I realize it is a very important point of order that has been raised by the Prime Minister. But I feel, with the support of the hon. member for Quebec South (Mr. Power), that this motion of itself certainly does not involve the expenditure of money, but is merely referring the subject matter of a certain proposal to the special committee on redistribution for consideration by that committee.

Topic:   BRITISH NORTH AMERICA ACT
Subtopic:   AMENDMENT TO READJUST REPRESENTATION IN THE HOUSE OF COMMONS
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LIB

Elie Beauregard (Speaker of the Senate)

Liberal

Mr. Speaker:

Are there any other members who wish to make any further representations at this time?

British North America Act

This is a rather difficult problem for me to decide without time for consideration. The amendment is as follows:

That Bill 331 be not now read a second time but that the subject matter thereof be referred to the special committee on redistribution with instructions that they have power to consider whether the British North America Act should be amended so as to provide that the readjustment in the representation in the House of Commons to be effected following the decennial census of 1961, and each decennial census thereafter, shall be made, subject to any rules to be prescribed by parliament, by an independent commission to be established by parliament for that purpose.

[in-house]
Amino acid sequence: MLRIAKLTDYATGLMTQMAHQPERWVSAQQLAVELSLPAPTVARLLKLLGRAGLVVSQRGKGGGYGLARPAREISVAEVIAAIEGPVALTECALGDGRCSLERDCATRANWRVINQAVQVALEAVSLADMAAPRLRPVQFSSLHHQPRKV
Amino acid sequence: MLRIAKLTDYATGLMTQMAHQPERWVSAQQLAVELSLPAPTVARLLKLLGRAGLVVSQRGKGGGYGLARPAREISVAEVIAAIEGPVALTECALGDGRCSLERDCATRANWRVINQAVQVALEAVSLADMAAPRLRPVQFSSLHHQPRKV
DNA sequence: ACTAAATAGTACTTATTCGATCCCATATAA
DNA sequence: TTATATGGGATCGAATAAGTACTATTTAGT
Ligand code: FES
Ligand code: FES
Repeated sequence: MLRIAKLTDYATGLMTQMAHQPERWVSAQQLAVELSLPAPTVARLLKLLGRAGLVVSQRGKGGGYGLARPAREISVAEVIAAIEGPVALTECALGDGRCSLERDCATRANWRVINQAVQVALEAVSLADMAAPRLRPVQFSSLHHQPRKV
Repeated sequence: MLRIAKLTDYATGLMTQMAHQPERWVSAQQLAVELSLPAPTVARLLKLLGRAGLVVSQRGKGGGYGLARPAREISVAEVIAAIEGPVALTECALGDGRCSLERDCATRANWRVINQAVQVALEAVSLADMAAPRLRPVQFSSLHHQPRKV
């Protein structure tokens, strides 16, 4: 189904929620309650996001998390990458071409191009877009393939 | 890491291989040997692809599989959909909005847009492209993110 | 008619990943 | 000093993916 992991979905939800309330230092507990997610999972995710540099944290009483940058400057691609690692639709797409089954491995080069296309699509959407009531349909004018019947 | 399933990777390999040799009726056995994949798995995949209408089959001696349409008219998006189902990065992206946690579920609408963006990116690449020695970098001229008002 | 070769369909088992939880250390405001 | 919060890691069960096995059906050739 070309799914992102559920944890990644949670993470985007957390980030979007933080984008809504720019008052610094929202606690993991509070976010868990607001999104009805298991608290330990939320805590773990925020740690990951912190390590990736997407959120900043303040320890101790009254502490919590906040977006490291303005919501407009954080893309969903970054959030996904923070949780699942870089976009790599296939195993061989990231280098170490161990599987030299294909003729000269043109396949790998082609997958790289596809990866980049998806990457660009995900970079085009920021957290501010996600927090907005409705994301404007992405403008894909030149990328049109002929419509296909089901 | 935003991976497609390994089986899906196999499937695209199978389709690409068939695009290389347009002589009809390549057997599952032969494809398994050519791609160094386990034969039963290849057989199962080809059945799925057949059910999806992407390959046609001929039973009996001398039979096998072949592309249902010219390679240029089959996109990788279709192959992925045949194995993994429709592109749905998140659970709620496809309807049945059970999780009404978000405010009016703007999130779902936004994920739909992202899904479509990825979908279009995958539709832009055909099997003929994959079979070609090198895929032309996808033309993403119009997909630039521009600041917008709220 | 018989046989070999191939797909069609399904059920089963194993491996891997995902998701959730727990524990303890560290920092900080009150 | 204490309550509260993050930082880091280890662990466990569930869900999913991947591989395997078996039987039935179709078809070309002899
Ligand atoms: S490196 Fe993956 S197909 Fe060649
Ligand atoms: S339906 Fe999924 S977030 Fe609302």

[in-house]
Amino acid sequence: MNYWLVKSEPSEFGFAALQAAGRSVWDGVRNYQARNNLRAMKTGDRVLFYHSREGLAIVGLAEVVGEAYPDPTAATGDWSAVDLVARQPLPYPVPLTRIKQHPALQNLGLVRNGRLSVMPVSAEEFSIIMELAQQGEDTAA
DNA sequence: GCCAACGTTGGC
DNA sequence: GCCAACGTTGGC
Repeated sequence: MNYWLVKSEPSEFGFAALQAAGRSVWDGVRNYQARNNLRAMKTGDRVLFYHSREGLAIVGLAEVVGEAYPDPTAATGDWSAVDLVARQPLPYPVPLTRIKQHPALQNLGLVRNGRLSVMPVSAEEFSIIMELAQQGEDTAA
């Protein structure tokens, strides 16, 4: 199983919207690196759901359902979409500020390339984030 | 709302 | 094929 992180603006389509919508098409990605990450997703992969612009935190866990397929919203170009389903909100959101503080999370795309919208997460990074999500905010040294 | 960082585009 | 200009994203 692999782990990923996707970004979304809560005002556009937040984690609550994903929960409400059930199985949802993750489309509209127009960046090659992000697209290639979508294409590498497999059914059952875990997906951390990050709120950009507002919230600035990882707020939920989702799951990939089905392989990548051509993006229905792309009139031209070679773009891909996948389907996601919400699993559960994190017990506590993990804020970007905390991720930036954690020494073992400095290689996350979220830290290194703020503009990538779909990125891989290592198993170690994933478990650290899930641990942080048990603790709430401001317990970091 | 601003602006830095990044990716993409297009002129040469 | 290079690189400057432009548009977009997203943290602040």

I think it is clear that the amendment in itself referring the subject matter to the committee and to consider an amendment to the British North America Act would not involve an expenditure of money. The difficulty which faces me is to determine whether a decision of the committee would be considered a direct order to this house, or to the government, to bring in legislation which would involve the expenditure of money.

Let us suppose that the committee did consider the question and, having been empowered to consider it, decided that an independent commission should be established. What effect would that decision have on the house?

Topic:   BRITISH NORTH AMERICA ACT
Subtopic:   AMENDMENT TO READJUST REPRESENTATION IN THE HOUSE OF COMMONS
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CCF

Stanley Howard Knowles (Whip of the Co-operative Commonwealth Federation)

Co-operative Commonwealth Federation (C.C.F.)

Mr. Knowles:

May I have a further word?

Topic:   BRITISH NORTH AMERICA ACT
Subtopic:   AMENDMENT TO READJUST REPRESENTATION IN THE HOUSE OF COMMONS
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?

An hon. Member:

Let Mr. Speaker finish.

Topic:   BRITISH NORTH AMERICA ACT
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CCF

Stanley Howard Knowles (Whip of the Co-operative Commonwealth Federation)

Co-operative Commonwealth Federation (C.C.F.)

Mr. Knowles:

While you are thinking, Mr. Speaker.

Topic:   BRITISH NORTH AMERICA ACT
Subtopic:   AMENDMENT TO READJUST REPRESENTATION IN THE HOUSE OF COMMONS
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June 12, 1952